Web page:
Generic Intent Representation in Web Search

2019 | SIGIR

H Zhang, X Song, Ch Xiong, C Rosset, P Bennett, N Craswell, S Tiwary

This paper presents GEneric iNtent Encoder (GEN Encoder) which learns a distributed representation space for user intent in search. Leveraging large scale user clicks from Bing search logs as weak supervision of user intent, GEN Encoder learns to map queries with shared clicks into similar embeddings end-to-end and then fine tunes on multiple paraphrase tasks. Experimental results on an intrinsic evaluation task – query intent similarity modeling–demonstrate GEN Encoder’s robust and significant advantages over previous representation methods. Ablation studies reveal the crucial role of learning from implicit user feedback in representing user intent and the contributions of multi-task learning in representation generality. We also demonstrate that GEN Encoder alleviates the sparsity of tail search traffic and cuts down half of the unseen queries by using an efficient approximate nearest neighbor search to effectively identify previous queries with the same search intent. Finally, we demonstrate distances between GEN encodings reflect certain information seeking behaviors in search sessions.

Incorporating Query Term Independence Assumption for Efficient Retrieval and Ranking using Deep Neural Networks

2019 | SIGIR

B Mitra, C Rosset, D Hawking, N Craswell, F Diaz, E Yilmaz

Classical information retrieval (IR) methods, such as query likelihood and BM25, score documents independently w.r.t. each query term, and then accumulate the scores. Assuming query term independence allows precomputing term-document scores using these models—which can be combined with specialized data structures, such as inverted index, for efficient retrieval. Deep neural IR models, in contrast, compare the whole query to the document and are, therefore, typically employed only for late stage re-ranking. We incorporate query term independence assumption into three state-of-the-art neural IR models: BERT, Duet, and CKNRM—and evaluate their performance on a passage ranking task. Surprisingly, we observe no significant loss in result quality for Duet and CKNRM—and a small degradation in the case of BERT. However, by operating on each query term independently, these otherwise computationally intensive models become amenable to offline precomputation—dramatically reducing the cost of query evaluations employing state-of-the-art neural ranking models. This strategy makes it practical to use deep models for retrieval from large collections—and not restrict their usage to late stage re-ranking.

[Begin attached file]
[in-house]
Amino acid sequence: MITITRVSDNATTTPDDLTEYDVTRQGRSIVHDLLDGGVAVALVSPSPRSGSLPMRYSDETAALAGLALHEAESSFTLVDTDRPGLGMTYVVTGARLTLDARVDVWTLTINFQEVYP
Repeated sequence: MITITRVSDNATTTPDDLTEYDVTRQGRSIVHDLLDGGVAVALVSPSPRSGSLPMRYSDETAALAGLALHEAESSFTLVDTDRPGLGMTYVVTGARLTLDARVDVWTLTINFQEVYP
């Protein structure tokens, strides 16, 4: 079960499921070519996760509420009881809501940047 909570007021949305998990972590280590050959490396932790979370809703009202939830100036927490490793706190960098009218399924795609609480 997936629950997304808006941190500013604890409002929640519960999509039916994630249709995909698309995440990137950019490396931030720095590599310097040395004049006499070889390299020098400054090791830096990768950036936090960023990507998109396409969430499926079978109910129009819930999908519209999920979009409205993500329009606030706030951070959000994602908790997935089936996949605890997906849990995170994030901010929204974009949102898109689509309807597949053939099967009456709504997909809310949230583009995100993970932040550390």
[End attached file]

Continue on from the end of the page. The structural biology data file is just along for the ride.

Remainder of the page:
An Axiomatic Approach to Regularizing Neural Ranking Models

2019 |

C Rosset, B Mitra, C Xiong, N Craswell, X Song, S Tiwary

Axiomatic information retrieval (IR) seeks a set of principle properties desirable in IR models. These properties when formally expressed provide guidance in the search for better relevance estimation functions. Neural ranking models typically contain a large number of parameters. The training of these models involve a search for appropriate parameter values based on large quantities of labeled examples. Intuitively, axioms that can guide the search for better traditional IR models should also help in better parameter estimation for machine learning based rankers. This work explores the use of IR axioms to augment the direct supervision from labeled data for training neural ranking models. We modify the documents in our dataset along the lines of well-known axioms during training and add a regularization loss based on the agreement between the ranking model and the axioms on which version of the document---the original or the perturbed---should be preferred. Our experiments show that the neural ranking model achieves faster convergence and better generalization with axiomatic regularization.

Serving DNNs in Real Time at Datacenter Scale with Project Brainwave